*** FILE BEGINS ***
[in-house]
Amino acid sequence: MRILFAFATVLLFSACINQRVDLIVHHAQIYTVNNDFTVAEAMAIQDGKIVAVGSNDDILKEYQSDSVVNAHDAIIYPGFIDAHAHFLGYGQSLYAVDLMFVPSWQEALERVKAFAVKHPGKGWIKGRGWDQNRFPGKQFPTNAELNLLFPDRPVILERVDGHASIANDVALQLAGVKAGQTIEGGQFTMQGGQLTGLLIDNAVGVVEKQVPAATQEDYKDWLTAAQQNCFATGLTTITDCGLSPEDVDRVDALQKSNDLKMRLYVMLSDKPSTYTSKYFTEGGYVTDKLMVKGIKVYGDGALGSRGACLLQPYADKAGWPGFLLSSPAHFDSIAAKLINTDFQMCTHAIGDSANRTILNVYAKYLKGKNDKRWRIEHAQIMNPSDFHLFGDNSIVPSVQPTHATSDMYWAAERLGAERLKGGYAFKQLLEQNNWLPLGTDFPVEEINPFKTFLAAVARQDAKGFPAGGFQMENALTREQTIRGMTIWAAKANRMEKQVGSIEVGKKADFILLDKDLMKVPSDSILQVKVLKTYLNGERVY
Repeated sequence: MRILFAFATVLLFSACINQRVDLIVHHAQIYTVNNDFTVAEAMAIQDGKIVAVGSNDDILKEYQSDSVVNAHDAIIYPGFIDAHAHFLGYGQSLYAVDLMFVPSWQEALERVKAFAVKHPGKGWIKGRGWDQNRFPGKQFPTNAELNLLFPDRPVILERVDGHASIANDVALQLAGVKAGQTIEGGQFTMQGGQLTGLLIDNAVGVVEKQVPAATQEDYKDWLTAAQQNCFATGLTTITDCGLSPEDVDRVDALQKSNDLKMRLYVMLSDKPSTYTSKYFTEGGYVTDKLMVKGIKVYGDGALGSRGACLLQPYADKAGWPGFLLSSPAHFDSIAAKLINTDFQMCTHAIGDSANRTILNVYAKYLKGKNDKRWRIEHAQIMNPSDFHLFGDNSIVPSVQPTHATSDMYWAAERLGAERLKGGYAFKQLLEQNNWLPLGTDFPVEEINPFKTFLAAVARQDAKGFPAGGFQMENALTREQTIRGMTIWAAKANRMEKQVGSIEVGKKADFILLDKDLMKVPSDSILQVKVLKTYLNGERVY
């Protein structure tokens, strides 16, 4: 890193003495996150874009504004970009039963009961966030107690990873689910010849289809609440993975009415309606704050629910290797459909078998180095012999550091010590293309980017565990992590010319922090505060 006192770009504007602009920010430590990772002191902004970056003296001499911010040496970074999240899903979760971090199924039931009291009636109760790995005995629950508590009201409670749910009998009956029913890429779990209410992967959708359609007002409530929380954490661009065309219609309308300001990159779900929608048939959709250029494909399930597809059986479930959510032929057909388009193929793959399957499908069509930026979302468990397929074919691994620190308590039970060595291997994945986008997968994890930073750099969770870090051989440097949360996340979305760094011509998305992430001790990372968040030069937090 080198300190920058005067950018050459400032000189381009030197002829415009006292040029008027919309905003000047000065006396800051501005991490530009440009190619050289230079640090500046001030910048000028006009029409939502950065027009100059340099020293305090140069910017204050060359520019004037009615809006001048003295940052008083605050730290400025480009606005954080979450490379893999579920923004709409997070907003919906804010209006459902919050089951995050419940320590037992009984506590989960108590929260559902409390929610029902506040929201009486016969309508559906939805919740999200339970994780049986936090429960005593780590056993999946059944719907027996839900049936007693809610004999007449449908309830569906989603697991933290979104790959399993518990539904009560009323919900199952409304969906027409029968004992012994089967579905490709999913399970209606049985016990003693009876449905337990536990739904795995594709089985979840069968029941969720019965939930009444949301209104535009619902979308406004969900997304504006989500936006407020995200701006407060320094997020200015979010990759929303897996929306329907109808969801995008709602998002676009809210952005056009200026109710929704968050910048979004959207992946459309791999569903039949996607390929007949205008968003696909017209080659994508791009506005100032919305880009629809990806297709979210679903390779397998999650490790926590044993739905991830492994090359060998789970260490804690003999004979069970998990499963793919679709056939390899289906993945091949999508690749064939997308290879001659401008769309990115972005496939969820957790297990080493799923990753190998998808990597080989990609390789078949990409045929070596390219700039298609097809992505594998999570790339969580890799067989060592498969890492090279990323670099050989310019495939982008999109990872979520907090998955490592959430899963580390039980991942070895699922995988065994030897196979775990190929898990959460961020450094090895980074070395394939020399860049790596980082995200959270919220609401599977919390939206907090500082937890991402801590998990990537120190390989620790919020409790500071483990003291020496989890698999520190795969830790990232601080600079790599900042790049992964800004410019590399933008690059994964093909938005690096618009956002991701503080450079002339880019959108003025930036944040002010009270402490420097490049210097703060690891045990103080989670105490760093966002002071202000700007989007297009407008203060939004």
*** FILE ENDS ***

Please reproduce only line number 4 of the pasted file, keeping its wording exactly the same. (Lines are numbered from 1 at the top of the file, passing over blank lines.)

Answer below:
């Protein structure tokens, strides 16, 4: 890193003495996150874009504004970009039963009961966030107690990873689910010849289809609440993975009415309606704050629910290797459909078998180095012999550091010590293309980017565990992590010319922090505060 006192770009504007602009920010430590990772002191902004970056003296001499911010040496970074999240899903979760971090199924039931009291009636109760790995005995629950508590009201409670749910009998009956029913890429779990209410992967959708359609007002409530929380954490661009065309219609309308300001990159779900929608048939959709250029494909399930597809059986479930959510032929057909388009193929793959399957499908069509930026979302468990397929074919691994620190308590039970060595291997994945986008997968994890930073750099969770870090051989440097949360996340979305760094011509998305992430001790990372968040030069937090 080198300190920058005067950018050459400032000189381009030197002829415009006292040029008027919309905003000047000065006396800051501005991490530009440009190619050289230079640090500046001030910048000028006009029409939502950065027009100059340099020293305090140069910017204050060359520019004037009615809006001048003295940052008083605050730290400025480009606005954080979450490379893999579920923004709409997070907003919906804010209006459902919050089951995050419940320590037992009984506590989960108590929260559902409390929610029902506040929201009486016969309508559906939805919740999200339970994780049986936090429960005593780590056993999946059944719907027996839900049936007693809610004999007449449908309830569906989603697991933290979104790959399993518990539904009560009323919900199952409304969906027409029968004992012994089967579905490709999913399970209606049985016990003693009876449905337990536990739904795995594709089985979840069968029941969720019965939930009444949301209104535009619902979308406004969900997304504006989500936006407020995200701006407060320094997020200015979010990759929303897996929306329907109808969801995008709602998002676009809210952005056009200026109710929704968050910048979004959207992946459309791999569903039949996607390929007949205008968003696909017209080659994508791009506005100032919305880009629809990806297709979210679903390779397998999650490790926590044993739905991830492994090359060998789970260490804690003999004979069970998990499963793919679709056939390899289906993945091949999508690749064939997308290879001659401008769309990115972005496939969820957790297990080493799923990753190998998808990597080989990609390789078949990409045929070596390219700039298609097809992505594998999570790339969580890799067989060592498969890492090279990323670099050989310019495939982008999109990872979520907090998955490592959430899963580390039980991942070895699922995988065994030897196979775990190929898990959460961020450094090895980074070395394939020399860049790596980082995200959270919220609401599977919390939206907090500082937890991402801590998990990537120190390989620790919020409790500071483990003291020496989890698999520190795969830790990232601080600079790599900042790049992964800004410019590399933008690059994964093909938005690096618009956002991701503080450079002339880019959108003025930036944040002010009270402490420097490049210097703060690891045990103080989670105490760093966002002071202000700007989007297009407008203060939004």